The Daily Caller article reveals the depth of Dvokin’s misinformation and dislike of Jehovah’s Witnesses. “Their adepts recruit failed university enrollees, and people on vacation as well; they have a wide range of psychological influence, especially on the unstable minds of adolescents and youths,” he says of them and the Hare Krishnas. He has encouraged the public to “take part in the fight against sects, file complaints and collect raw data so that the local authorities can react quickly.” In a 2009 documentary called ‘Emergency Investigation: Jehovah’s Witnesses,’ he compared Witnesses to drug dealers. The Journal for the Study of Beliefs and Worldviews attributes instances of public violence against Russian Witness members to that documentary, just as the violence visiting Kingdom Halls in Washington State is similarly stoked by the inflammatory use of the C-word.
It is impossible not to call to mind religious enemies of early times who instigated the violence against the original Christians, as related in Acts. Jehovah’s Witnesses, the foremost example among others, are more dangerous than Satanists, Dvorkin says, because they “conceal evil under the guise of good.” Counterintuitively, the Satanist Church of Moscow was not among the handful of groups he singled out. It had not been labeled extremist. It had also come out in enthusiastic support of the Witness ban in Russia.
Mine was the minority view among the Witnesses I spoke with. “You are a better Christian than I am,” one said. “You always expect the best from people. I don't believe a word a politician says.” Note that his distrust is of “a politician,” not of Putin specifically, though he hardly sings his praises. One could even say that it is a sign of being “insular”—they are all the same to him. Having said that, there are no end of non-Witnesses who feel the same way about politicians, and they long have, the writer Mark Twain even saying that politicians must be changed as frequently as a diaper—and for the same reason.
It is true that I try to think the best of people. Am I a “better Christian” in this instance? Or just a dumber one? Time will tell.
The Ebook is free: Dear Mr. Putin - Jehovah’s Witnesses Write Russia
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Amazing things happen in the world! The ink on the decision of the Supreme Court of the Russian Federation to liquidate the juridical person of Jehovah's Witnesses in Russia as an extremist organization did not have time to dry up, as the head of state personally handles the "Parental Glory" order to the family of Jehovah's Witnesses from Karelia. A wonderful photo - eight "extremists" and one President.
Here it is worth recalling that one of the most frequent accusations against Jehovah's Witnesses is the destruction of families. And then the Order,
Which is handed to "large parents who set an example in strengthening the institution of the family and raising children,
Form a socially responsible family, lead a healthy lifestyle, ensure a full and harmonious development
Personalities of children, a high level of care for their health, education, physical, spiritual and moral development. "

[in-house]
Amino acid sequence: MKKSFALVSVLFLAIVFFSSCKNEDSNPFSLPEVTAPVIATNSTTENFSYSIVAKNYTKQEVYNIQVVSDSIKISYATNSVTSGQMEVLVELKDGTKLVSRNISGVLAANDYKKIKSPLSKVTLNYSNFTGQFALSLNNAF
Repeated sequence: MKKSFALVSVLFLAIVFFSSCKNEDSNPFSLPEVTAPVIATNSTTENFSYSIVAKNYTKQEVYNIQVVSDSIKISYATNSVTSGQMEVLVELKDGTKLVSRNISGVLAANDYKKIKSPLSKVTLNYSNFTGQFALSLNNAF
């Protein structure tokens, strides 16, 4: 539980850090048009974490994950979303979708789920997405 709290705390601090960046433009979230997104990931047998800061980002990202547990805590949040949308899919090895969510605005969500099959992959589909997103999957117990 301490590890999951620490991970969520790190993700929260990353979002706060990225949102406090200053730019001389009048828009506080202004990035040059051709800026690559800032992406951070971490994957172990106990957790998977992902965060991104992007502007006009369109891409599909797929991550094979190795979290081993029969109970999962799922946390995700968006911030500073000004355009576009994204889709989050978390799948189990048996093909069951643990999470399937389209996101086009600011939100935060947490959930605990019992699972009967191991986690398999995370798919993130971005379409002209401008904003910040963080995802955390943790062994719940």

That's the question. This signal was sent by the President to fighters with Jehovah's Witnesses, for example the Ministry of Justice and the Supreme Court, that
Extremists worth looking elsewhere? Or just imagined it? Let me remind you that on July 17 the Supreme Court will consider
Appeal of Jehovah's Witnesses.
Source google translated
Russia Bans Jehovah’s Witnesses After Religious Right Hailed Putin As Christian Hero
By Brian Tashman | April 21, 2017 11:27 am
For years, American Religious Right activists praised Russian president Vladimir Putin as a champion of Christianity and conservative morality, even as his government was taking steps to curb the rights of religious minorities, including evangelical Christians and groups like Jehovah’s Witnesses. Putin even sponsored militias that targeted Protestants in eastern Ukraine and signed a law banning evangelism by non-Orthodox religions. None of this seemed to matter to the U.S. Religious Right as long as Putin kept up his war against the LGBTQ community. It was Barack Obama, they said, who was truly persecuting Christians by supporting equal rights for LGBTQ people in America and around the world.
Today, Russia moved even further in its crackdown on religious freedom when the nation’s supreme court sided with the government in outlawing the Jehovah’s Witnesses, a long-persecuted group.
As the Washington Post reported, the high court “ruled that the group’s St. Petersburg headquarters and 395 churches could be seized and liquidated. All church activities, including worship and door-to-door evangelizing, were banned. Those who defy the ruling face a fine of several thousand dollars and six to 10 years in prison.” The Russian government argued that the denomination threatened “public order and public security” and was an “extremist” group.
The Post added that Jehovah’s Witnesses have already faced “assault, vandalism, seizures and raids on houses of worship and dozens of arrests,” and some fear that the decision “may make it easier for the Kremlin to go after religious minorities in general.”
Like Jehovah’s Witnesses, many evangelical Christian groups are also viewed by the Russian government, which has increasingly sponsored the Russian Orthodox Church, as cults and extremist organizations. Newsweek adds that the government has targeted not only Jehovah’s Witnesses and evangelical Christians but also Mormons and Seventh-Day Adventists.
Evangelist Franklin Graham is among the American conservatives who have hailed Putin, thanking him for “protecting Russian young people against homosexual propaganda” and “protecting traditional Christianity.”
Graham even picked Moscow as a location for his conference on defending the freedoms of Christians. However, organizers had to cancel once Putin outlawed proselytizing.
We will wait to see if Graham and others will stand up for the long-persecuted Jehovah’s Witnesses.